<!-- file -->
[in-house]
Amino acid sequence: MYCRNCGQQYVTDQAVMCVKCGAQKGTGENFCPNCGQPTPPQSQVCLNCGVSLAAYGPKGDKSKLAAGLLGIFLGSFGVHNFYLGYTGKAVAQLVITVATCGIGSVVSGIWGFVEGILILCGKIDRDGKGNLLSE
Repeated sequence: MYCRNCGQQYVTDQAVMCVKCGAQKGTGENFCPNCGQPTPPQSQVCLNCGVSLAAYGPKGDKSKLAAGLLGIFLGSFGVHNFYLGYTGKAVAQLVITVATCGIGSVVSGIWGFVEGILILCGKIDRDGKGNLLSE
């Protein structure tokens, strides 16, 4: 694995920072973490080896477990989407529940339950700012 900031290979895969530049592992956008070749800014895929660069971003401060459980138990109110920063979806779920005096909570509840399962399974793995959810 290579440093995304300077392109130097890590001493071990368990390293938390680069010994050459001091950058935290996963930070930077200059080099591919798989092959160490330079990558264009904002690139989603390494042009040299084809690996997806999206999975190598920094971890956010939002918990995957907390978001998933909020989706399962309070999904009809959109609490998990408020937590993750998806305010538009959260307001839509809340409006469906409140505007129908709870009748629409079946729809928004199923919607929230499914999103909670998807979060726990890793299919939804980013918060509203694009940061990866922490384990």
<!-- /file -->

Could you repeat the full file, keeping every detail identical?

[in-house]
Amino acid sequence: MYCRNCGQQYVTDQAVMCVKCGAQKGTGENFCPNCGQPTPPQSQVCLNCGVSLAAYGPKGDKSKLAAGLLGIFLGSFGVHNFYLGYTGKAVAQLVITVATCGIGSVVSGIWGFVEGILILCGKIDRDGKGNLLSE
Repeated sequence: MYCRNCGQQYVTDQAVMCVKCGAQKGTGENFCPNCGQPTPPQSQVCLNCGVSLAAYGPKGDKSKLAAGLLGIFLGSFGVHNFYLGYTGKAVAQLVITVATCGIGSVVSGIWGFVEGILILCGKIDRDGKGNLLSE
């Protein structure tokens, strides 16, 4: 694995920072973490080896477990989407529940339950700012 900031290979895969530049592992956008070749800014895929660069971003401060459980138990109110920063979806779920005096909570509840399962399974793995959810 290579440093995304300077392109130097890590001493071990368990390293938390680069010994050459001091950058935290996963930070930077200059080099591919798989092959160490330079990558264009904002690139989603390494042009040299084809690996997806999206999975190598920094971890956010939002918990995957907390978001998933909020989706399962309070999904009809959109609490998990408020937590993750998806305010538009959260307001839509809340409006469906409140505007129908709870009748629409079946729809928004199923919607929230499914999103909670998807979060726990890793299919939804980013918060509203694009940061990866922490384990």